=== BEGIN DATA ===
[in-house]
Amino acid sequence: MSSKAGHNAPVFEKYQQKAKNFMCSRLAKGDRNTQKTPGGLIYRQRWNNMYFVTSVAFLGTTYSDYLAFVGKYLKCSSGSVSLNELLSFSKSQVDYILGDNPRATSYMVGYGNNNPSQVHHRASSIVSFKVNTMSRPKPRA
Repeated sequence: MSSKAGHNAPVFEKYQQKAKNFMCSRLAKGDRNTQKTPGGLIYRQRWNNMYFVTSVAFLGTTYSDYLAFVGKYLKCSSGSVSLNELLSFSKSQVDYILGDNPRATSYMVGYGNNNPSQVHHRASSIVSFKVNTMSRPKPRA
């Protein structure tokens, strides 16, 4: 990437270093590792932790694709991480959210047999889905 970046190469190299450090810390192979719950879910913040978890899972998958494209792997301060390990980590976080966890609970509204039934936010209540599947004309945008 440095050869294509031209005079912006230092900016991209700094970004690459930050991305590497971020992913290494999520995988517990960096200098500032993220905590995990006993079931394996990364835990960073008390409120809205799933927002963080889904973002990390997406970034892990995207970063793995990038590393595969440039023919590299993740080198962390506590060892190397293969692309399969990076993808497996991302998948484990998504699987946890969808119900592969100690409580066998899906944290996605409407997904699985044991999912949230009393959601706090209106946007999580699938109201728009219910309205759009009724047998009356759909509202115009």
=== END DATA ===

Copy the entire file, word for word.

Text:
[in-house]
Amino acid sequence: MSSKAGHNAPVFEKYQQKAKNFMCSRLAKGDRNTQKTPGGLIYRQRWNNMYFVTSVAFLGTTYSDYLAFVGKYLKCSSGSVSLNELLSFSKSQVDYILGDNPRATSYMVGYGNNNPSQVHHRASSIVSFKVNTMSRPKPRA
Repeated sequence: MSSKAGHNAPVFEKYQQKAKNFMCSRLAKGDRNTQKTPGGLIYRQRWNNMYFVTSVAFLGTTYSDYLAFVGKYLKCSSGSVSLNELLSFSKSQVDYILGDNPRATSYMVGYGNNNPSQVHHRASSIVSFKVNTMSRPKPRA
């Protein structure tokens, strides 16, 4: 990437270093590792932790694709991480959210047999889905 970046190469190299450090810390192979719950879910913040978890899972998958494209792997301060390990980590976080966890609970509204039934936010209540599947004309945008 440095050869294509031209005079912006230092900016991209700094970004690459930050991305590497971020992913290494999520995988517990960096200098500032993220905590995990006993079931394996990364835990960073008390409120809205799933927002963080889904973002990390997406970034892990995207970063793995990038590393595969440039023919590299993740080198962390506590060892190397293969692309399969990076993808497996991302998948484990998504699987946890969808119900592969100690409580066998899906944290996605409407997904699985044991999912949230009393959601706090209106946007999580699938109201728009219910309205759009009724047998009356759909509202115009």